Today's New York Times has an article profiling four diocesan seminarians at the Cathedral Seminary Residence of the Immaculate Conception in Queens. At a time when most aspirants to the priesthood begin seminary studies after finishing college - years afterward, in many cases - these college-age men have chosen the less-traveled road of the undergraduate seminary. Here's some of what the Times has to say about them:
When Emmanuel Ko broke the news to his girlfriend that he had decided to become a priest, he clutched a rosary in his right pocket for resolve as she wept. "It's not like I didn't like her anymore," he said. "I'm doing this because I love him more."

Mr. Ko, 22, is one of four young men from the Roman Catholic Diocese of Brooklyn who decided to take the first step toward priesthood this fall, enrolling at the Cathedral Seminary Residence of the Immaculate Conception in Douglaston, Queens.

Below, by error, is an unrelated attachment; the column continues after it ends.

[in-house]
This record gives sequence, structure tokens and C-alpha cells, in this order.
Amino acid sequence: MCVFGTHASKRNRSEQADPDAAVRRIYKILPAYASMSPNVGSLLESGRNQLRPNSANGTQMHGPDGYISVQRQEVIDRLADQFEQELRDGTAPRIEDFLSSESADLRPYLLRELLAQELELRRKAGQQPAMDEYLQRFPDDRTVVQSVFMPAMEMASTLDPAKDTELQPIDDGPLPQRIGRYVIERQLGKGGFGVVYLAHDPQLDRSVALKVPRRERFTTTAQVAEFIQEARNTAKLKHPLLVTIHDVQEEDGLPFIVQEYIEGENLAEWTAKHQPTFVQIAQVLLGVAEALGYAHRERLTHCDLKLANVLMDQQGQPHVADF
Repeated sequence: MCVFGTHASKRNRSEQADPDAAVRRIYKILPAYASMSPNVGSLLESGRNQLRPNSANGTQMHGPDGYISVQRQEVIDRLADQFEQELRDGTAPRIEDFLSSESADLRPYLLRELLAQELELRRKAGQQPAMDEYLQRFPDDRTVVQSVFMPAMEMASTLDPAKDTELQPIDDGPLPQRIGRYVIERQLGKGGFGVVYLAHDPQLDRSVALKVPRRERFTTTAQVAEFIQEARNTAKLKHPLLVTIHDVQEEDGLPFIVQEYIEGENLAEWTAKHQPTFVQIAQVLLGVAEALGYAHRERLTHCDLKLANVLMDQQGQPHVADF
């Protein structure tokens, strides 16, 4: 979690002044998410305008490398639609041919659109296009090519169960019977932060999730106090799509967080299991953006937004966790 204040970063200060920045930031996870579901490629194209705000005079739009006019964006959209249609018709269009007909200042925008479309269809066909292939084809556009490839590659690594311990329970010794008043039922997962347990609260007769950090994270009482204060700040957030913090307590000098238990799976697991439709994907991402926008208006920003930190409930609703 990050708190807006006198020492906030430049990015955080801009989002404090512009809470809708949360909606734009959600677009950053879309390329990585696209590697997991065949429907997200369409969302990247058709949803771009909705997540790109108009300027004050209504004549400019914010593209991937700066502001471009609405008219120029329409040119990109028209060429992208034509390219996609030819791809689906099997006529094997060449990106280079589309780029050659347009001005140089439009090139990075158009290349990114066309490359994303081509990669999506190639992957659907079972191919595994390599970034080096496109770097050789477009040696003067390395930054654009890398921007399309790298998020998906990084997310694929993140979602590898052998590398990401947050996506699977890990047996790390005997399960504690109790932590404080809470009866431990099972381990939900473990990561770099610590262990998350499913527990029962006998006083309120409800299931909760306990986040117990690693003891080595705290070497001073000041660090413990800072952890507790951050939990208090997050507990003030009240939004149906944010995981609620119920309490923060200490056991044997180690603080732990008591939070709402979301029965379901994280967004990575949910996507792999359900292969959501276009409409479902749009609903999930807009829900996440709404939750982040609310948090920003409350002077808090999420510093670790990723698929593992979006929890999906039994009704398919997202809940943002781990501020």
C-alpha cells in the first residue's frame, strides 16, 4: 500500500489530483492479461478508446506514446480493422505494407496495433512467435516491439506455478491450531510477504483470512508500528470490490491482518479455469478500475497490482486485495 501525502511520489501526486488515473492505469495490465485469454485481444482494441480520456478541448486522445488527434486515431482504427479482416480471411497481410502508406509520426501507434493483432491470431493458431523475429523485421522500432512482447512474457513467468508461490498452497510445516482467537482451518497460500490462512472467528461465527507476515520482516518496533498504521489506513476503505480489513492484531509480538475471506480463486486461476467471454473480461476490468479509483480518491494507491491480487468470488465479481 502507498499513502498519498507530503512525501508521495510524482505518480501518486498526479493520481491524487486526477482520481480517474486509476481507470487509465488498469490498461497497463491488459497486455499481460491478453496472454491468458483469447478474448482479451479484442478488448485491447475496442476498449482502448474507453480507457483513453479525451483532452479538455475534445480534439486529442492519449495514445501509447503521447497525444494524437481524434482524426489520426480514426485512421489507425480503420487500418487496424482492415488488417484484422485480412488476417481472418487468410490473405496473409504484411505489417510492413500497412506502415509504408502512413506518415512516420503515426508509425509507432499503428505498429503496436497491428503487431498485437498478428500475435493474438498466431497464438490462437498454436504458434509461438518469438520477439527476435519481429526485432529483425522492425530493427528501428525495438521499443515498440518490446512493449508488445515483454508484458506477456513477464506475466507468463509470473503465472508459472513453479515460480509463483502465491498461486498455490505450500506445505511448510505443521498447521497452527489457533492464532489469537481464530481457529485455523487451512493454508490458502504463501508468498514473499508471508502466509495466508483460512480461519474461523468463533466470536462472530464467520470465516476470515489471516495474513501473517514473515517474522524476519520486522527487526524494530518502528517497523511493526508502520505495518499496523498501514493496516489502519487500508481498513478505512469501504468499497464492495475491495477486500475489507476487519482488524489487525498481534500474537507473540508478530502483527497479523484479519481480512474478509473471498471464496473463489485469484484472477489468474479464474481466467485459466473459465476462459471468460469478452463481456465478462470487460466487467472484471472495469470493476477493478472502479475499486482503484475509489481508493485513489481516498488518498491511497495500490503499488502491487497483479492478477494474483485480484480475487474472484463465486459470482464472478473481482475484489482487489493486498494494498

Decisions like his are increasingly rare, especially now that the priesthood, hit with a series of sex scandals, has become suspect in many people's eyes. There were fewer than 1,300 college-level seminarians in the country last year, down from more than 13,000 three decades ago, according to the Center for Applied Research in the Apostolate at Georgetown University.

The seminary in Douglaston, which serves both the Brooklyn and Rockville Centre dioceses, was once a bustling place, a fully functioning college with faculty and several hundred students.

Today, just 25 seminarians live there. They occupy a handful of pews in the school's cavernous chapel. The men take most of their classes now at nearby St. John's University, returning to the seminary campus for the other aspects of spiritual and character development that make up the continuing process known in the Catholic Church as "discernment."